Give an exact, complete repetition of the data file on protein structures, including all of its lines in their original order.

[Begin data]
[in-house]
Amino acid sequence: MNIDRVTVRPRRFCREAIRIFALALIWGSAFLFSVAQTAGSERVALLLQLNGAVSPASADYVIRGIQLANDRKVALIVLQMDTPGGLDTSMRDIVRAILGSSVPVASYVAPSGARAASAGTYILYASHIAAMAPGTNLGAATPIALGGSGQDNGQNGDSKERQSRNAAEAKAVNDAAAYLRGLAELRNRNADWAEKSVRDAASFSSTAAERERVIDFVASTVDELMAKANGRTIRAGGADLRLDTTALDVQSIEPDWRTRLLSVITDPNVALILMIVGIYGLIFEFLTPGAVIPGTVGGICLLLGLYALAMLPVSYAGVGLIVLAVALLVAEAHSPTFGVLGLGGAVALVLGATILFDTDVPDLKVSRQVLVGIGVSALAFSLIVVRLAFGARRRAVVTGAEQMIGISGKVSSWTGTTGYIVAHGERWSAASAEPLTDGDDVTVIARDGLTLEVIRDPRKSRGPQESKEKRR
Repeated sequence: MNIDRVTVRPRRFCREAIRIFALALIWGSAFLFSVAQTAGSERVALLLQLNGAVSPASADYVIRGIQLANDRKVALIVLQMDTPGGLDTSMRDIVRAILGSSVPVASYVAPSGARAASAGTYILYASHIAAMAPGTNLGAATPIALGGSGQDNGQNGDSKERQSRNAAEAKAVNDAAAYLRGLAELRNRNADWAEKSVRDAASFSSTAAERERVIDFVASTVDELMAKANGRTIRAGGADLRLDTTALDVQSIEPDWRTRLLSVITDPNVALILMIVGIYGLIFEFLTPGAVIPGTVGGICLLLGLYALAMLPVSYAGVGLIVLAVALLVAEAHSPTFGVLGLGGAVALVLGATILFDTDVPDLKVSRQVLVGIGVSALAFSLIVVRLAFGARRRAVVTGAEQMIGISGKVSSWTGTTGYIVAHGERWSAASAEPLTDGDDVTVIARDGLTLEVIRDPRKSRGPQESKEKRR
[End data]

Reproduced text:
[in-house]
Amino acid sequence: MNIDRVTVRPRRFCREAIRIFALALIWGSAFLFSVAQTAGSERVALLLQLNGAVSPASADYVIRGIQLANDRKVALIVLQMDTPGGLDTSMRDIVRAILGSSVPVASYVAPSGARAASAGTYILYASHIAAMAPGTNLGAATPIALGGSGQDNGQNGDSKERQSRNAAEAKAVNDAAAYLRGLAELRNRNADWAEKSVRDAASFSSTAAERERVIDFVASTVDELMAKANGRTIRAGGADLRLDTTALDVQSIEPDWRTRLLSVITDPNVALILMIVGIYGLIFEFLTPGAVIPGTVGGICLLLGLYALAMLPVSYAGVGLIVLAVALLVAEAHSPTFGVLGLGGAVALVLGATILFDTDVPDLKVSRQVLVGIGVSALAFSLIVVRLAFGARRRAVVTGAEQMIGISGKVSSWTGTTGYIVAHGERWSAASAEPLTDGDDVTVIARDGLTLEVIRDPRKSRGPQESKEKRR
Repeated sequence: MNIDRVTVRPRRFCREAIRIFALALIWGSAFLFSVAQTAGSERVALLLQLNGAVSPASADYVIRGIQLANDRKVALIVLQMDTPGGLDTSMRDIVRAILGSSVPVASYVAPSGARAASAGTYILYASHIAAMAPGTNLGAATPIALGGSGQDNGQNGDSKERQSRNAAEAKAVNDAAAYLRGLAELRNRNADWAEKSVRDAASFSSTAAERERVIDFVASTVDELMAKANGRTIRAGGADLRLDTTALDVQSIEPDWRTRLLSVITDPNVALILMIVGIYGLIFEFLTPGAVIPGTVGGICLLLGLYALAMLPVSYAGVGLIVLAVALLVAEAHSPTFGVLGLGGAVALVLGATILFDTDVPDLKVSRQVLVGIGVSALAFSLIVVRLAFGARRRAVVTGAEQMIGISGKVSSWTGTTGYIVAHGERWSAASAEPLTDGDDVTVIARDGLTLEVIRDPRKSRGPQESKEKRR